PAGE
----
The list of items that have floated down the Los Angeles River has a shuddering “yuck” factor. Just ask Kerjon Lee, a spokesman for Los Angeles County’s public works department. Lee has a long list of the stuff that floats down the river: cigarette butts, fast food containers, mannequin heads, and yes, sometimes a human body.
He notes that floating trash is only a part of the picture, explaining that nutrients, pet waste and heavy metals are also found in the water and can’t be trapped in catch basin screens.
“I mean there [are] all kinds of nastiness that comes down,” Lee said in a telephone interview Wednesday, “and it really points to one of the chief problems which is that members of the public aren’t being responsible with how they dispose of their waste.”
There’s no dispute that the LA River and Pacific Ocean are polluted, but there is a question of who will fund the ongoing efforts to mitigate water pollution, including the waste from storm water runoff. A proposed measure from the county has offered one solution that involves an extra parcel fee on property owners.
It would mean a lot of money to help the City of Long Beach. According to a statement from Long Beach Councilmember Steven Neal’s office, the County estimates that Long Beach will receive about $4.5 million per year and would fund various projects in the Long Beach area including maintenance of storm water projects and key projects to create or improve wetlands and coastal habitats like the Deforest Wetlands. Neal’s office spokesman says that the councilmember supports the measure, but looks forward to a full discussion in a future Council meeting.
That additional parcel fee to fight pollution may not be a high amount for many property owners. If the measure is ultimately passed, most single family homeowners would pay $54 per year or less, according to the county’s information website.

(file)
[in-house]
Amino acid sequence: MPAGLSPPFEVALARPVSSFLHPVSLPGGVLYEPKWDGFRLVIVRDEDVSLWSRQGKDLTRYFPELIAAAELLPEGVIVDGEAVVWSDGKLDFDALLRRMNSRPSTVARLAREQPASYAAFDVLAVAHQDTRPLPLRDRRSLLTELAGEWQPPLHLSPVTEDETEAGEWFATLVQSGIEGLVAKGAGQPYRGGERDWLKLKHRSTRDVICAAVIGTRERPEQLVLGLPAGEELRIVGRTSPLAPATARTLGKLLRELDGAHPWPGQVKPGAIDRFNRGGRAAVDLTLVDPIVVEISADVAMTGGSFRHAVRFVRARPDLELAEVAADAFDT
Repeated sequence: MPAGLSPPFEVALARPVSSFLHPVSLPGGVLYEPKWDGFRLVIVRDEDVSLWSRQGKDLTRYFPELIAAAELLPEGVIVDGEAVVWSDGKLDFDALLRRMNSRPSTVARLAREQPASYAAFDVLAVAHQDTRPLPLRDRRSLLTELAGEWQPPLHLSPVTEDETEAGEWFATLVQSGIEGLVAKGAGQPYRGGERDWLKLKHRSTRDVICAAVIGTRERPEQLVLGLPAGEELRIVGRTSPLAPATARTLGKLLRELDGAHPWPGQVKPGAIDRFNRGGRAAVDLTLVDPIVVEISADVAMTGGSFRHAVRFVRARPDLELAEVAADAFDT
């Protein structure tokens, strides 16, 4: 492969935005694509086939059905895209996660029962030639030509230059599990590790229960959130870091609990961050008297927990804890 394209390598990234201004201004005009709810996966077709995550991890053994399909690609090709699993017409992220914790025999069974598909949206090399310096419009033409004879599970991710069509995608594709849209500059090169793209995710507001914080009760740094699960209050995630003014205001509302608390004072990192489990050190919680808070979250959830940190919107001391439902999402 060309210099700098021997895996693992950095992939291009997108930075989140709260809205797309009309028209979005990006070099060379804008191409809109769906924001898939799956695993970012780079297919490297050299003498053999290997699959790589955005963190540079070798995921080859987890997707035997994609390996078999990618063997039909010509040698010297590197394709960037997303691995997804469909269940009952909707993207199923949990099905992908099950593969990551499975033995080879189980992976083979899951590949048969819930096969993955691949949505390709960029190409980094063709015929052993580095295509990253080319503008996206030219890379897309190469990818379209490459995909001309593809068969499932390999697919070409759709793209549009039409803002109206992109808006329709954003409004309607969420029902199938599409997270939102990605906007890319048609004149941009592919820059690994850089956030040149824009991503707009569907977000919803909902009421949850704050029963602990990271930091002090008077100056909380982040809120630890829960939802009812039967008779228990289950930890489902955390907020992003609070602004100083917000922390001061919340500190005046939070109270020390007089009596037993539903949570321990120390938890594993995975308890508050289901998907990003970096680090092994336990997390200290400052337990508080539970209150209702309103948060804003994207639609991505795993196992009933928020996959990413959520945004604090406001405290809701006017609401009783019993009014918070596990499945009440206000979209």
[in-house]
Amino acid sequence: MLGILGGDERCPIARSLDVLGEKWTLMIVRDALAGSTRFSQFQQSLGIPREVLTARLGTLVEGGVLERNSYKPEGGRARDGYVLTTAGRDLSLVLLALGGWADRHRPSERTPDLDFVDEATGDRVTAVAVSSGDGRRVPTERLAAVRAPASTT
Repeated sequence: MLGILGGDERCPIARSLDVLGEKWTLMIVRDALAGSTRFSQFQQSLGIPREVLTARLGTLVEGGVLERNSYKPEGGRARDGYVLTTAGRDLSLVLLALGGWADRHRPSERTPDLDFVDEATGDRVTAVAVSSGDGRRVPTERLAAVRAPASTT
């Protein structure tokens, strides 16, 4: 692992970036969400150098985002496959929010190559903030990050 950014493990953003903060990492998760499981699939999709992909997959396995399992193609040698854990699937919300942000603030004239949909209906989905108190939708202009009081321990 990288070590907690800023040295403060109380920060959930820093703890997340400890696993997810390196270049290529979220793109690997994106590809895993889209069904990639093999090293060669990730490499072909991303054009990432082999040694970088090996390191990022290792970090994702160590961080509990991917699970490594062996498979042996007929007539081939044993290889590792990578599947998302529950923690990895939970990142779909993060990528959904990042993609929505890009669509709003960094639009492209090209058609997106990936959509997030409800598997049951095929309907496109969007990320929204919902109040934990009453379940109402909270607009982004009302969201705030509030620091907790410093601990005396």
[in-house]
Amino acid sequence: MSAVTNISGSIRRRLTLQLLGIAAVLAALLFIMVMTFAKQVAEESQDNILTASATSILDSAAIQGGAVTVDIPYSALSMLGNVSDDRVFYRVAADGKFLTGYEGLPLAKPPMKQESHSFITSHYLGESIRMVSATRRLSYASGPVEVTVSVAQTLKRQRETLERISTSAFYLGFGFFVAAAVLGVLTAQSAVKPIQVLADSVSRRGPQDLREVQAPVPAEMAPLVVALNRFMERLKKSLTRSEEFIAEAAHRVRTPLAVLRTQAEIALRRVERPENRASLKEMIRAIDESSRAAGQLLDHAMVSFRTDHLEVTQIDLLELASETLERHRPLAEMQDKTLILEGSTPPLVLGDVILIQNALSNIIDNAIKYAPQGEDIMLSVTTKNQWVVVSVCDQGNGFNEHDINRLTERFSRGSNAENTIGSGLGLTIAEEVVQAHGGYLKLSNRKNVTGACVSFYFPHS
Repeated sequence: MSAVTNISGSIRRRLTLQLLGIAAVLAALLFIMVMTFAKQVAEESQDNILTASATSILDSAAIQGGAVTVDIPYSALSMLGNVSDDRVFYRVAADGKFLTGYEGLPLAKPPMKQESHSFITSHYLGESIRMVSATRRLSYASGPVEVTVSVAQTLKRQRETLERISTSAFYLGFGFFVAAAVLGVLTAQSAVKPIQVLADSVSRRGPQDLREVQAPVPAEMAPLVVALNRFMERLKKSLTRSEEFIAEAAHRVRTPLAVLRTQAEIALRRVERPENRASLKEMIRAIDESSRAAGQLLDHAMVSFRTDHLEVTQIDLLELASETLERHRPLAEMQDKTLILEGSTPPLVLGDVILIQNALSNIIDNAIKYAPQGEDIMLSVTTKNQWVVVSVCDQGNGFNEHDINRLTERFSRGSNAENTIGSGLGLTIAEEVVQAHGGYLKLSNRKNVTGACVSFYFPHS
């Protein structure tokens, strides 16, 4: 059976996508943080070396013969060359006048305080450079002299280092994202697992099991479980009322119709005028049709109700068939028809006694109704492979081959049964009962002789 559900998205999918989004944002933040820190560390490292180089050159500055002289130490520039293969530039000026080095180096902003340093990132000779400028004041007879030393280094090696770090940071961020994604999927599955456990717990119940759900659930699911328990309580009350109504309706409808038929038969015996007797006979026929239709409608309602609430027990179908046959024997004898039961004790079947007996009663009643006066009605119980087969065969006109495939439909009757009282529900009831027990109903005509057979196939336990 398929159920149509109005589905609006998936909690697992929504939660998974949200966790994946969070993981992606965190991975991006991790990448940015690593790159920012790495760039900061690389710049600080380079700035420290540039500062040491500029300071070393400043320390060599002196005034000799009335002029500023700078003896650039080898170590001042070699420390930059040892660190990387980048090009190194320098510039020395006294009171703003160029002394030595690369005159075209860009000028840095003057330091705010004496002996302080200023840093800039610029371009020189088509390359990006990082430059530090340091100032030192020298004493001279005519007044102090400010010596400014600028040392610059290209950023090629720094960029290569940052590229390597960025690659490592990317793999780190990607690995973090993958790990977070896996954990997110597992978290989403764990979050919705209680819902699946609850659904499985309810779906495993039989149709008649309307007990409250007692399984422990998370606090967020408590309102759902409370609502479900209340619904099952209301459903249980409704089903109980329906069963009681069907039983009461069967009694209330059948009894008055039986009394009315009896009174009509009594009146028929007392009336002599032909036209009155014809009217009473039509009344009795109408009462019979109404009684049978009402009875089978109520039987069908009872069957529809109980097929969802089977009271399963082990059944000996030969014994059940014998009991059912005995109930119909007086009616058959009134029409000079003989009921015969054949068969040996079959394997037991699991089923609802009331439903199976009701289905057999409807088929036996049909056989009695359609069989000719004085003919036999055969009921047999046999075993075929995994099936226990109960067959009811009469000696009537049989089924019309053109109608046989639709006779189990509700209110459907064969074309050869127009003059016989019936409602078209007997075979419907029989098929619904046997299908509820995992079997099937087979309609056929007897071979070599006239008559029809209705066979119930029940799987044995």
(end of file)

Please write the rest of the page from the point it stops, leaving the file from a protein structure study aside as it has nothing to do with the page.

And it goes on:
However the price tag for other kinds of property owners does run very high. If the measure passes, school districts cannot be exempt from paying that additional fee, and last week, the Long Beach Unified School District (LBUSD) Board of Education voted unanimously to oppose the measure last week after learning that the school district will be assessed a parcel fee of $715,000, according to Dr. James Novak, chief business and financial officer for LBUSD. Novak presented a brief report at the Dec. 18 board meeting and estimated that the $715,000 figure would mean that at least seven teachers would be laid off at the school district.
The school district’s figures aren’t disputed by the county’s public works department’s spokesman. Lee explained that Proposition 218 does not provide for exemptions and every parcel owner has to pay. He added that the department is working with the school district and notes that some of the funds from the measure could be directed to storm water educational programs in addition to capital projects.
“So while we’re sensitive to the impact this would have on their budget and planning process, at this time, we don’t see a way that…schools can be exempted,” Lee said, adding that the school districts are “valuable partners in addressing the issue of storm water pollution prevention.”
Signal Hill Councilmember Larry Forester says school districts shouldn’t be exempted.
“You put as much pollution into the LA River as anybody and in some cases more because you have more impermeable surfaces,” Forester said in a telephone interview Wednesday. “The water runs straight into the storm drain and into the LA River. The idea that you would be exempt from the Clean Water Act is ridiculous.”